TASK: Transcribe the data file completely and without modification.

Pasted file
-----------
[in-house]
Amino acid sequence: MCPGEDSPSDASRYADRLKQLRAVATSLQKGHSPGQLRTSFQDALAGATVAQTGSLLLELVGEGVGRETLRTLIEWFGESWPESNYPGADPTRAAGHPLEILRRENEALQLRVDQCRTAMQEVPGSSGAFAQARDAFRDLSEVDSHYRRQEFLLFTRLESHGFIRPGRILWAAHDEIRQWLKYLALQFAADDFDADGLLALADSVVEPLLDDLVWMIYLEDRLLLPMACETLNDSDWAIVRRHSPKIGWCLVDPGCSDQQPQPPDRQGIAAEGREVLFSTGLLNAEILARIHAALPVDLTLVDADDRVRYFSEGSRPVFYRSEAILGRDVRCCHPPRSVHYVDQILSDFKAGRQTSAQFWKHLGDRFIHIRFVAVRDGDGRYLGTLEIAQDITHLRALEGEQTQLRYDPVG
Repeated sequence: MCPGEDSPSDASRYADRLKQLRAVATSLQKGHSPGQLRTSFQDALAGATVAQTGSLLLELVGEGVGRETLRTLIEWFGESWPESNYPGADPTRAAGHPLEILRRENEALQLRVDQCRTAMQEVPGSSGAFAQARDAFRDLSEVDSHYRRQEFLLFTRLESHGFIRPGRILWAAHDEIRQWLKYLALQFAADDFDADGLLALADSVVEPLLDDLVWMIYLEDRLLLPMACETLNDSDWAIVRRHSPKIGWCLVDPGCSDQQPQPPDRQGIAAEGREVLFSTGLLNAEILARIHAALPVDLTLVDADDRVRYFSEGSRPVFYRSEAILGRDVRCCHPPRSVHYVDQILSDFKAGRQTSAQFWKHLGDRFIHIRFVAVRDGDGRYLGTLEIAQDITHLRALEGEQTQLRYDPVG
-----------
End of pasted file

[in-house]
Amino acid sequence: MCPGEDSPSDASRYADRLKQLRAVATSLQKGHSPGQLRTSFQDALAGATVAQTGSLLLELVGEGVGRETLRTLIEWFGESWPESNYPGADPTRAAGHPLEILRRENEALQLRVDQCRTAMQEVPGSSGAFAQARDAFRDLSEVDSHYRRQEFLLFTRLESHGFIRPGRILWAAHDEIRQWLKYLALQFAADDFDADGLLALADSVVEPLLDDLVWMIYLEDRLLLPMACETLNDSDWAIVRRHSPKIGWCLVDPGCSDQQPQPPDRQGIAAEGREVLFSTGLLNAEILARIHAALPVDLTLVDADDRVRYFSEGSRPVFYRSEAILGRDVRCCHPPRSVHYVDQILSDFKAGRQTSAQFWKHLGDRFIHIRFVAVRDGDGRYLGTLEIAQDITHLRALEGEQTQLRYDPVG
Repeated sequence: MCPGEDSPSDASRYADRLKQLRAVATSLQKGHSPGQLRTSFQDALAGATVAQTGSLLLELVGEGVGRETLRTLIEWFGESWPESNYPGADPTRAAGHPLEILRRENEALQLRVDQCRTAMQEVPGSSGAFAQARDAFRDLSEVDSHYRRQEFLLFTRLESHGFIRPGRILWAAHDEIRQWLKYLALQFAADDFDADGLLALADSVVEPLLDDLVWMIYLEDRLLLPMACETLNDSDWAIVRRHSPKIGWCLVDPGCSDQQPQPPDRQGIAAEGREVLFSTGLLNAEILARIHAALPVDLTLVDADDRVRYFSEGSRPVFYRSEAILGRDVRCCHPPRSVHYVDQILSDFKAGRQTSAQFWKHLGDRFIHIRFVAVRDGDGRYLGTLEIAQDITHLRALEGEQTQLRYDPVG